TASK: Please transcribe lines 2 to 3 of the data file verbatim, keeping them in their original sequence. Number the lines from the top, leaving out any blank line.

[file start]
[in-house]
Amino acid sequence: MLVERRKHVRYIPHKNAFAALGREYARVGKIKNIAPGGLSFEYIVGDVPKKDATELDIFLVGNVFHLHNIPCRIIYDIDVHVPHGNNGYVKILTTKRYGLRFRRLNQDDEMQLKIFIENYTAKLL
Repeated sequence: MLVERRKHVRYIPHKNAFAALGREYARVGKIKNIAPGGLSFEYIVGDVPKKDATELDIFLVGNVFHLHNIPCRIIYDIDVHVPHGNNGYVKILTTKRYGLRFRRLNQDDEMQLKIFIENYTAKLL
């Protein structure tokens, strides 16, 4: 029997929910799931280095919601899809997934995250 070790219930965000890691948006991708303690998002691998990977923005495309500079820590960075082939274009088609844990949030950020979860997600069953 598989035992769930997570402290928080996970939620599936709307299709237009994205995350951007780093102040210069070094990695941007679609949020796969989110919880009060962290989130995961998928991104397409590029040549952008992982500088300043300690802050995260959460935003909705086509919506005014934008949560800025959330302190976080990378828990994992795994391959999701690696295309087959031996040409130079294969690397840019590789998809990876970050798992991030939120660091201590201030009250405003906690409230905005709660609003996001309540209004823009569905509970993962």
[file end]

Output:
Amino acid sequence: MLVERRKHVRYIPHKNAFAALGREYARVGKIKNIAPGGLSFEYIVGDVPKKDATELDIFLVGNVFHLHNIPCRIIYDIDVHVPHGNNGYVKILTTKRYGLRFRRLNQDDEMQLKIFIENYTAKLL
Repeated sequence: MLVERRKHVRYIPHKNAFAALGREYARVGKIKNIAPGGLSFEYIVGDVPKKDATELDIFLVGNVFHLHNIPCRIIYDIDVHVPHGNNGYVKILTTKRYGLRFRRLNQDDEMQLKIFIENYTAKLL